- I kept motivated. I did three things to keep motivated. First of all, I made a chart for the fridge of the debt we were working on so we could see the progress. I paid the debt sometimes weekly so the extra money wasn’t sitting in our account tempting us. We had a paper on the fridge that we colored in as we paid off the debt so we could literally see all of our efforts were paying off (if you want a free printable of my debt thermometer, click here). Next, I blogged on my personal blog monthly where we were. Only my mom reads that blog, but it was enough to feel accountable and celebrate the small wins. Lastly, I listened to Dave Ramsey’s podcast everyday to help remember why we were doing what we were doing.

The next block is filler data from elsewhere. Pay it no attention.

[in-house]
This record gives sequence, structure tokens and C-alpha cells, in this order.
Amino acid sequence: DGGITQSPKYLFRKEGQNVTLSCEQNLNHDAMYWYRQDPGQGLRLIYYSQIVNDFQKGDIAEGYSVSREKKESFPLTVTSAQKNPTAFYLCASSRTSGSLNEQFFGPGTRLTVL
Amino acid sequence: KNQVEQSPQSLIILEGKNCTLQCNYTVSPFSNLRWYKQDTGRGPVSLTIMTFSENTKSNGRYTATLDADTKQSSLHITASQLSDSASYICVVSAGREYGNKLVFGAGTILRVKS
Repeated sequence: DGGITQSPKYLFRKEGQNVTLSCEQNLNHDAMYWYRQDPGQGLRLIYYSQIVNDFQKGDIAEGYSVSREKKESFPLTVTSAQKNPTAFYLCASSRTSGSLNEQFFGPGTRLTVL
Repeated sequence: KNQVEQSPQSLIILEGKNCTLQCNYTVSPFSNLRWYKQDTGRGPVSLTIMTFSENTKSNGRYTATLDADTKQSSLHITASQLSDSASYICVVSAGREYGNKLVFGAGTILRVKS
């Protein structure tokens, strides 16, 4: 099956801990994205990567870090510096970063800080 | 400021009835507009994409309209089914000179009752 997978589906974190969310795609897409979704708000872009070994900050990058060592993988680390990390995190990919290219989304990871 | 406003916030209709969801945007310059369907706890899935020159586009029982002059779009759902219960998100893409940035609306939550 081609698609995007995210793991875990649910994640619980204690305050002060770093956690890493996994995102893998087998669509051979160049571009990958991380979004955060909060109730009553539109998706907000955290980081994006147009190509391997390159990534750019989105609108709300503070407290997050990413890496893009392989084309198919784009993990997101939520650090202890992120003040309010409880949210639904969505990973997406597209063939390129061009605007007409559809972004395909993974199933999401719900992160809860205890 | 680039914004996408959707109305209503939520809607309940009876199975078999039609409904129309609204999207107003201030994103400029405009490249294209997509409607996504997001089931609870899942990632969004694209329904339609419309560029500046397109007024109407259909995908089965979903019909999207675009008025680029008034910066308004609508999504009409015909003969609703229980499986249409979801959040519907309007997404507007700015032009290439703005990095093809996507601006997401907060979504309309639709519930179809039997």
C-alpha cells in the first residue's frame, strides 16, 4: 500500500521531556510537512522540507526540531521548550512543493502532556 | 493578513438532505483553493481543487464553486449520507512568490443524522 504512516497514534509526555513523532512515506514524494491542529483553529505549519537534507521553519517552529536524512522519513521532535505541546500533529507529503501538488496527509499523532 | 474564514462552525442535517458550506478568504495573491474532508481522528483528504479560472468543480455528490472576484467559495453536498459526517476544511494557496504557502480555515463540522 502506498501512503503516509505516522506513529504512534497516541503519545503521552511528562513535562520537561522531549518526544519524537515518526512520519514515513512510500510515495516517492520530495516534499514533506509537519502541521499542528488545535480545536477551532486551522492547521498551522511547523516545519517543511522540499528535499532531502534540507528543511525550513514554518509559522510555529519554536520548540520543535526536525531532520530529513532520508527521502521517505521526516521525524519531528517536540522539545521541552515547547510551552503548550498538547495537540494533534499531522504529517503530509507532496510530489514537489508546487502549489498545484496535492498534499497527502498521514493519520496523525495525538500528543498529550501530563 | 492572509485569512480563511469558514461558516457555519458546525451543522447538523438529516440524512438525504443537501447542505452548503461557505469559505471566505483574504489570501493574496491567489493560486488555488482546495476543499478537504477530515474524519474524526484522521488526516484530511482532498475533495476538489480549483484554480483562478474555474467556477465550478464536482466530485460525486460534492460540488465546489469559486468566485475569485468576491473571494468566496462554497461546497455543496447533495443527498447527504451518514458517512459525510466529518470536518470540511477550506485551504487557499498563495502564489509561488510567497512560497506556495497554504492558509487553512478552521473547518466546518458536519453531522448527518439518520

- I got creative. Every time we needed to buy something, we thought do we really need this? If the answer was yes, we thought of different ways we could get it. Thrift store? Craigslist? Can we get by with borrowing it once? One time, our vacuum broke. Going without a vacuum is not really an option with two dogs who shed. We brainstormed, but couldn’t think of anything. Then one day my husband came home with a Dyson vacuum! His best friend was getting a new vacuum and so he gave us his old one. There were a few parts that weren’t working, so we replaced those for about $50. That vacuum is the best vacuum we have ever had! If we would have had to buy if new, it would have been almost $400!!! So get creative and think twice before you run to the store.